Don’t Go At Your Probate Case Without Legal Representation
When an individual dies, their estate must be handled according to their last will and testament or by Colorado’s intestacy laws if they died intestate (without a will).
“Probate” is a judicial legal proceeding to administer a decedent’s estate and ultimately distribute it according to a will, if any, or the state’s intestate statutes. Judicial probate proceedings may be required to transfer those assets depending on how the decedent’s assets are titled or may not be r.
Only “probate property” must go through the judicial probate process. “Probate property” refers to any assets which the decedent owned solely in their own name at the time of their death, and which continue to be owned by their estate following death. “Non-probate property” are assets which, by operation of law or beneficiary designation, pass automatically to someone else following the decedent’s death.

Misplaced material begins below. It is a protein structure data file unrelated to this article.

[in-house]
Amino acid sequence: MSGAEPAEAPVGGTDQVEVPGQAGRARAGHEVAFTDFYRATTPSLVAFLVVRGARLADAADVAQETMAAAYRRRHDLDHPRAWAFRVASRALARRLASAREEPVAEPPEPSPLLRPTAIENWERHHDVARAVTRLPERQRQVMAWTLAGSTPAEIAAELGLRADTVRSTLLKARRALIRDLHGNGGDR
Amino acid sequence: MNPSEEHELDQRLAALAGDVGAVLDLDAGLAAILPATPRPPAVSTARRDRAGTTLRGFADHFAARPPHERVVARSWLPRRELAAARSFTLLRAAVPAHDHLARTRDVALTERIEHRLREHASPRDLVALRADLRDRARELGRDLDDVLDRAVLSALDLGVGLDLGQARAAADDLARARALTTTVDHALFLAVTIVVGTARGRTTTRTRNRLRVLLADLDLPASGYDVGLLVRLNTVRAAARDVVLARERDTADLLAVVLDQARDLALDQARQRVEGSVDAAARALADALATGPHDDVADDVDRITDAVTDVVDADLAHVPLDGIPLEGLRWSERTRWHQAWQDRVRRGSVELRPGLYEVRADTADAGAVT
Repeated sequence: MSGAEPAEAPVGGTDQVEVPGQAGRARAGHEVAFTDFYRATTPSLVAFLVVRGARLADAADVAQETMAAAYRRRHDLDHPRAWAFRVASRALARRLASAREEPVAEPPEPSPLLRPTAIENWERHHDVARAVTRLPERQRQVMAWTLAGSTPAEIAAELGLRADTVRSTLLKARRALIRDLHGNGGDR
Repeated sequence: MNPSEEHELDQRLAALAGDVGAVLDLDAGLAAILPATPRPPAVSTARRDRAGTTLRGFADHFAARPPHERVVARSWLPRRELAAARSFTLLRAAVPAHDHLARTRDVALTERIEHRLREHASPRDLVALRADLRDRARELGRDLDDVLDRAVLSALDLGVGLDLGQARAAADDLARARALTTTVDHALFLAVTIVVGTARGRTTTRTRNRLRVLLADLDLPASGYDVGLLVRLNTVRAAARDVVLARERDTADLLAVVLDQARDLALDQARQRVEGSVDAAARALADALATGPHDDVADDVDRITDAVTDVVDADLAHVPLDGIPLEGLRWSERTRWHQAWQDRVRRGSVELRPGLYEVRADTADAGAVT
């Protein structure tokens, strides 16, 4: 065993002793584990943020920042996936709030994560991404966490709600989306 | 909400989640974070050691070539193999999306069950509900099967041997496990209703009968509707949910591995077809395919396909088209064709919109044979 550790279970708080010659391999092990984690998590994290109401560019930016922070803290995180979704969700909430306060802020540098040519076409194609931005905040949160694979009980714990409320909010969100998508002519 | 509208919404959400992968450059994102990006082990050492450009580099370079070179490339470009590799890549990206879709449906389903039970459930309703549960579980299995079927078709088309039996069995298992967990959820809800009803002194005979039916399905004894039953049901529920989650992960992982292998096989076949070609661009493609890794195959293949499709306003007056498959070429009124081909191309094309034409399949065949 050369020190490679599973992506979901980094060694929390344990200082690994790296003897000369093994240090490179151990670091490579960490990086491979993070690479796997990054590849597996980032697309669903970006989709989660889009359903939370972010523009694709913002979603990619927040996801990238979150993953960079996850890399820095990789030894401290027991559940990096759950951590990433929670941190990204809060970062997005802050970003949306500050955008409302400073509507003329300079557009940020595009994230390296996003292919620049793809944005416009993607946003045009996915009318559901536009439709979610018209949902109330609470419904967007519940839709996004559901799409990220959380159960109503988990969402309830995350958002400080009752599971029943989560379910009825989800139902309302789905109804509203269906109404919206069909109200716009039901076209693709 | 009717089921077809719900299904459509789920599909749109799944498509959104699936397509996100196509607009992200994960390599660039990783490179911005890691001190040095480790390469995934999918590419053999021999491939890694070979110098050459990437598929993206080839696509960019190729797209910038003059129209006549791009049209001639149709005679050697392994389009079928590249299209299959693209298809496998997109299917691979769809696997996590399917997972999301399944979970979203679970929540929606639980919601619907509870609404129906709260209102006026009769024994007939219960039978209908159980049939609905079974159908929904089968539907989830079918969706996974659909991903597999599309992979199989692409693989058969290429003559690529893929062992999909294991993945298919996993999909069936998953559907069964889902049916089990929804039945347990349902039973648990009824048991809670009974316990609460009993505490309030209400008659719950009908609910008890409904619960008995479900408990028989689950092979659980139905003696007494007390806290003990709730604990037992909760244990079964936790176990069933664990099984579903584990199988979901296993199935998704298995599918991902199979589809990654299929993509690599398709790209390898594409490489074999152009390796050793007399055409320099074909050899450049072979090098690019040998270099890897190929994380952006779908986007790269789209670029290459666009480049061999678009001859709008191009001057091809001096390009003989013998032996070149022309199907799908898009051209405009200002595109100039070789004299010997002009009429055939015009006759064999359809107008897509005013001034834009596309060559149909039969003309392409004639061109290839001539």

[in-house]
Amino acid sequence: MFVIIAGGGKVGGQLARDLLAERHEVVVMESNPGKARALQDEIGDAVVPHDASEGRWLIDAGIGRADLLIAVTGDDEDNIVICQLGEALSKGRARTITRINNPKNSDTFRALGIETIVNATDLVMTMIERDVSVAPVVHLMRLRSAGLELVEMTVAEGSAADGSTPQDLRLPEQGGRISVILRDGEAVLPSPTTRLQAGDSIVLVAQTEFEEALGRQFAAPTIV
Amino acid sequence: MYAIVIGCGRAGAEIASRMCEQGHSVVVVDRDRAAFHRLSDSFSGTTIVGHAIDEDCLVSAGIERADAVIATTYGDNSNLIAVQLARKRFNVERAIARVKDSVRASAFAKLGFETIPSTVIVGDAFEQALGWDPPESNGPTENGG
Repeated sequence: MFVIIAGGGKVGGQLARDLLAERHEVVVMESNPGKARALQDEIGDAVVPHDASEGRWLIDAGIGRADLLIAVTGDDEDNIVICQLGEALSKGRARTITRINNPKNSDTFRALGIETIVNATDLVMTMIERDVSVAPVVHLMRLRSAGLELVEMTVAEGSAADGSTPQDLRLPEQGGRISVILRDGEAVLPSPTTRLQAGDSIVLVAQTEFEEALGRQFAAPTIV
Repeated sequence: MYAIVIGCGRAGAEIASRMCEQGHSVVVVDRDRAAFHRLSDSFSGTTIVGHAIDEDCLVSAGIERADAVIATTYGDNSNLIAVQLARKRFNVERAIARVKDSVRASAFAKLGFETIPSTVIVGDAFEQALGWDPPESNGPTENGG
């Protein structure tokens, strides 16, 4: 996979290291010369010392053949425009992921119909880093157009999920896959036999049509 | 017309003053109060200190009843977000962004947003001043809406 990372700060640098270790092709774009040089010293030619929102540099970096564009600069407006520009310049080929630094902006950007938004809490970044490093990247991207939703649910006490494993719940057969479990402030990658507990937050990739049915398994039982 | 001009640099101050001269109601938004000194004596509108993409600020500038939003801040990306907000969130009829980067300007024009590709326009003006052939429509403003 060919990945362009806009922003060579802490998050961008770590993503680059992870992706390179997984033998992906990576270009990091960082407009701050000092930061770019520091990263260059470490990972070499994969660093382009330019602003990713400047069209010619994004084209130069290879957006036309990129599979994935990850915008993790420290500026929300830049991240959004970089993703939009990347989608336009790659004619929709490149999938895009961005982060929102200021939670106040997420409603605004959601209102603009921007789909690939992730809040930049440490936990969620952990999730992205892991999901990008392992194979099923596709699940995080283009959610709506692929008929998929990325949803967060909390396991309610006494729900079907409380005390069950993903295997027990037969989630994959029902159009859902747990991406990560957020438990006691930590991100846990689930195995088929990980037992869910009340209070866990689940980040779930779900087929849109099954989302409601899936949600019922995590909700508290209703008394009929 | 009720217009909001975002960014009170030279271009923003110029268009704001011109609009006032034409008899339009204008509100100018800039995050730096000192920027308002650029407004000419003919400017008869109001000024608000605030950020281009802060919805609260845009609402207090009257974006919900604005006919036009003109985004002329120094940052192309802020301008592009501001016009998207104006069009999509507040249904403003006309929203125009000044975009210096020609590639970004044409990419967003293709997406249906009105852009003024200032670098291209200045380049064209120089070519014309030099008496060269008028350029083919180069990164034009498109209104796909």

Examples of non-probate property include real estate owned as joint tenants with rights of survivorship (as opposed to co-ownership as “tenants in common”), real estate for which a beneficiary deed has been recorded (a beneficiary deed transfers title to real estate to a third person automatically upon the decedent’s death), as well as any financial or investment accounts which contain a designated beneficiary, such as life insurance, checking and savings accounts, 401(k), IRAs, Pensions, and CDs.
However, if any of these accounts/assets do not contain a designed beneficiary, such assets may be considered probate property. Even if there is probate property, it is possible to collect those assets without probate if the combined value is less than $74,000.00 (in 2022) by utilizing a “small estate affidavit.”
The small estate affidavit allows a decedent’s successors to collect assets and distribute them amongst themselves-in accordance with the decedent’s will or intestate succession laws, without the necessity of opening a judicial probate estate. However, a small estate affidavit cannot be used to transfer title to real estate which remains solely in the decedent’s name.
If you are concerned about whether or not probate is required in Colorado, you should speak with an experienced probate lawyer Colorado Springs residents trust. The Colorado Springs probate lawyers at Baker Law Group have years of experience helping clients navigate the complex world of probate law.